Growing confidence through art

Leah Taylor Jones is very passionate about making sure learning disabled people get taken seriously as artists, performers and writers. She shows the value of supporting the creativity of learning disabled people and nurturing their identity as artists.

Says Leah, “We should take learning disabled people’s dreams seriously.”

Leah has a learning disability and Down Syndrome. Eight years ago she started her own creative business, Positive You. Positive You helps learning disabled people grow confidence and self-esteem through supporting them to make art.

One of her art exhibitions was a pop-up arts display ’21 Stories, 21 chromosomes’ held at the Catalyst Science Discovery Centre during Down Syndrome Awareness Week, 18th-24th March 2019. It was organised as part of the global celebration of achievements of people with Down Syndrome, telling their stories and platforming their voices.

Says Leah, “As a person with Down Syndrome, throughout my life I have become a part of a wonderful community of people with Down Syndrome. Down Syndrome is a genetic condition from birth where there is a third copy of chromosome 21 in a person’s DNA. With this in mind, I asked 21 local people who have Down Syndrome to share their success stories.”

Leah has also appeared on BBC North West Tonight, speaking about her 2019 art exhibition ‘Recipe for a Good Life.’ The art exhibition explored what a good life means for people with a learning disability. You can watch her interview here:

BBC North West Tonight 2019 from Jade French on Vimeo.

Through her art and exhibitions, Leah has shown that learning disabled people have important stories to tell and their art should be included more in famous galleries.

When Leah was younger, she struggled with her confidence and with liking who she was as a person with Down Syndrome. She often hid from the world, only communicating through her mum.

After joining a local self-advocacy group, Halton Speak Out, she learnt about her rights and how to use her voice. She realised there is no such thing as normal and that without her Down Syndrome she wouldn’t be the person she is. The people around her have noticed the difference in her confidence, especially her husband Andrew who she married in June this year. Her art expresses that we are all different and that this is beautiful. Her art projects help other people realise this too.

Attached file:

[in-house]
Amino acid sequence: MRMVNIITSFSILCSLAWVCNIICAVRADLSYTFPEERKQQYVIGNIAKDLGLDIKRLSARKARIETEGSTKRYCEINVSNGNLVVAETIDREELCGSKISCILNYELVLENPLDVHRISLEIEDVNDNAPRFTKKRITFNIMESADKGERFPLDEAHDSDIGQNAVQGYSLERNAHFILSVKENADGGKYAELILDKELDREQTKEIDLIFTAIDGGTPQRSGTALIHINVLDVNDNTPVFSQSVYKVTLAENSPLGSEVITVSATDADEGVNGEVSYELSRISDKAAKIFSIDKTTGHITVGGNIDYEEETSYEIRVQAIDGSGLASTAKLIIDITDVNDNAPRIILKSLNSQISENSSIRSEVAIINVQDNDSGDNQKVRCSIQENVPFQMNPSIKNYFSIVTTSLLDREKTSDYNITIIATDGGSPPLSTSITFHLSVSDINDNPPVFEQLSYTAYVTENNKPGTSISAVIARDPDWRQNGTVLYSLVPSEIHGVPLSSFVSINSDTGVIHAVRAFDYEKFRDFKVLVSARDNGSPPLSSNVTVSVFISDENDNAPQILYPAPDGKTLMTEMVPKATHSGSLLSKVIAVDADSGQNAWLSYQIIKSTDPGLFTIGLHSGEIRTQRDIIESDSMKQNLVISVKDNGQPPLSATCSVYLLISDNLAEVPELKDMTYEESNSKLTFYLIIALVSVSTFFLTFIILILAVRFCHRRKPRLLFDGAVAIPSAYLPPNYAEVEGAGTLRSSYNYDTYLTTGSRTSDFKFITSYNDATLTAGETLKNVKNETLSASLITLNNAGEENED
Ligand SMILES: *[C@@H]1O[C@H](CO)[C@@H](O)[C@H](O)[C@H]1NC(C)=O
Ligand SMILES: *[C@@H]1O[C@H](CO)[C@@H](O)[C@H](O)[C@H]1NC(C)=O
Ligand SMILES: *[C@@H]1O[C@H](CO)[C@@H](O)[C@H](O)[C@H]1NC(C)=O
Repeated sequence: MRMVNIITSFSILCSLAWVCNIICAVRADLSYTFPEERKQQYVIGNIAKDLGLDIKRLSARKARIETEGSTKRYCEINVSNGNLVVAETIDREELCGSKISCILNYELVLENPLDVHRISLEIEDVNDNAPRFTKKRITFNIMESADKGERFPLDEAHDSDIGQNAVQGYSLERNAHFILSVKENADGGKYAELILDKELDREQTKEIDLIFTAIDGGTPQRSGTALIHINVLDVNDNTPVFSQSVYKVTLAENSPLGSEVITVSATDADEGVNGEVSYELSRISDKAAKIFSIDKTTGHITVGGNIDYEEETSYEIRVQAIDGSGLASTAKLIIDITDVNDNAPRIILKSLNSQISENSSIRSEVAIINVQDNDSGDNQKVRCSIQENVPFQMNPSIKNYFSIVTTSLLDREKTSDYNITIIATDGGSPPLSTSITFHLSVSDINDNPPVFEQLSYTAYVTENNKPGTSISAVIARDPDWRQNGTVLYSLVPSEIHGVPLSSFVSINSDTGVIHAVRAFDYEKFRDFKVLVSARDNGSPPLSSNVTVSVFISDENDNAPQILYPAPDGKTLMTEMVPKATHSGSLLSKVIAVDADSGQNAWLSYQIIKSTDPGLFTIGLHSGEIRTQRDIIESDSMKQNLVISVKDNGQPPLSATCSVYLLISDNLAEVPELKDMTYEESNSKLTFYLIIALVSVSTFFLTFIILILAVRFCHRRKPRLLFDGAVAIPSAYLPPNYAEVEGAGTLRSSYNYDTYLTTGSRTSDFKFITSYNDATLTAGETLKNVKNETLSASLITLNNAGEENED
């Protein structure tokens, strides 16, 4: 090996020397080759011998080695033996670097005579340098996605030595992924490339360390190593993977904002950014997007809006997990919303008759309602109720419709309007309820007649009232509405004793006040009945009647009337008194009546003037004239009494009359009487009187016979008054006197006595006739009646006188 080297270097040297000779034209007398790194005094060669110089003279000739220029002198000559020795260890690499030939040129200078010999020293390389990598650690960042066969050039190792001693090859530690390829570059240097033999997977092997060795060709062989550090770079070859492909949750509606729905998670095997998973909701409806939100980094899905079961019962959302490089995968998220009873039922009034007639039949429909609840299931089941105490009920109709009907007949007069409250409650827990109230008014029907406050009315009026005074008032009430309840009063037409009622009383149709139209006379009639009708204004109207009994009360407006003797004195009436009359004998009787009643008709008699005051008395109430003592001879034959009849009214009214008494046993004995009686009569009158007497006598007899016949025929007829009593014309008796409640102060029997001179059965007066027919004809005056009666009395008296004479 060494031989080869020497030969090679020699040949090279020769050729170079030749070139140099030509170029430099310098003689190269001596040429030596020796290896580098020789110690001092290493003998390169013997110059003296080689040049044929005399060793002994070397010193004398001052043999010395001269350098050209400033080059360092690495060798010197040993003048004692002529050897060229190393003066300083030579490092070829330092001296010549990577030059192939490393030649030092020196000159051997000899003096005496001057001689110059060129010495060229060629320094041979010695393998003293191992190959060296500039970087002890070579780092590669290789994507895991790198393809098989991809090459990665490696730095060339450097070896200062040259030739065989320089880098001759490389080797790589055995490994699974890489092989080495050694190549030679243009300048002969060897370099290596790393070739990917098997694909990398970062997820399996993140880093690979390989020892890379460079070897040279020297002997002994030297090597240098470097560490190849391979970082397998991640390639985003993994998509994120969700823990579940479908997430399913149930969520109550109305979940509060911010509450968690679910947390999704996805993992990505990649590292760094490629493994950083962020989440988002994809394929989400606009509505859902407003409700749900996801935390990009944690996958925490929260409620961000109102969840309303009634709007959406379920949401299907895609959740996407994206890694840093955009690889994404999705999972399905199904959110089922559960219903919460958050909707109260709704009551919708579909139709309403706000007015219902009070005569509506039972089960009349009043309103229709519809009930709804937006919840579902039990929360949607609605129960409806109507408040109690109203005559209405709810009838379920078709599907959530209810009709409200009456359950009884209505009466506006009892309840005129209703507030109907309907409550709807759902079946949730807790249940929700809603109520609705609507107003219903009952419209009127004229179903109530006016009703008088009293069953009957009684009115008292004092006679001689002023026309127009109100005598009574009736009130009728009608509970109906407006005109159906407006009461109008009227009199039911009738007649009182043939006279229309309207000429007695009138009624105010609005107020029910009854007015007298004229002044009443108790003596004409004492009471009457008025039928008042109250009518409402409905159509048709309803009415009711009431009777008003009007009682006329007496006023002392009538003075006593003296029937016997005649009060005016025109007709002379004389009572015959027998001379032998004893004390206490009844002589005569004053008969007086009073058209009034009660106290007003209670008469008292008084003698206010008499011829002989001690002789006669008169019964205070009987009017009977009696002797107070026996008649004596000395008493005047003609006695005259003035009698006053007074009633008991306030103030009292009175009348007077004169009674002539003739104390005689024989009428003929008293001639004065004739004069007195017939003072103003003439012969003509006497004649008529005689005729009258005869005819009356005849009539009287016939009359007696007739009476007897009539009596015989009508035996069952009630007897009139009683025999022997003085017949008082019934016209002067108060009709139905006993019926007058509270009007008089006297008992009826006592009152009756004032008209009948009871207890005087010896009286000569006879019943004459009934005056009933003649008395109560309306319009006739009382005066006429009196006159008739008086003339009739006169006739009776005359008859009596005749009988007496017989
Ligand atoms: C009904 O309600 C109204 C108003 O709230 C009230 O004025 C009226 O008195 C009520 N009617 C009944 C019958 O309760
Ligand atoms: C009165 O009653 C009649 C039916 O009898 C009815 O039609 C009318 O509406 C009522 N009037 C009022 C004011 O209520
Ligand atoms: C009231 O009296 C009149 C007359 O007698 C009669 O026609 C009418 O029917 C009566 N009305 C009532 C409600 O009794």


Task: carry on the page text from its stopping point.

Leah also wrote a lot of poems when she was a teenager, one of them was picked up by one of her colleagues at her self-advocacy group and was put to music and made into a song. The song explains what it feels like to be a person with Down Syndrome. Have a listen below:


“…Leah … plays a positive public role in helping us understand what people with learning disabilities can truly achieve. She does this via Twitter, via her website, her art projects and working with others. She is an inspirational figure – creative and an activist too – making things in the world and changing people’s minds.” Marie-Anne McQuay, Head of Programme, Bluecoat centre for contemporary arts in Liverpool.

Leah is also very passionate about learning disabled people being taken more seriously in research. Leah and her PA Jade French have written an academic journal article, describing the story of Leah’s arts project Positive You.

Leah describes having a learning disability as not being able to do things as quickly as other people. This doesn’t always mean she can’t do things, but that she needs more time. Leah and her PA Jade describe this as ‘taking the scenic route’; it’s not the fastest way to get somewhere, but it is more beautiful.

How does it feel to win?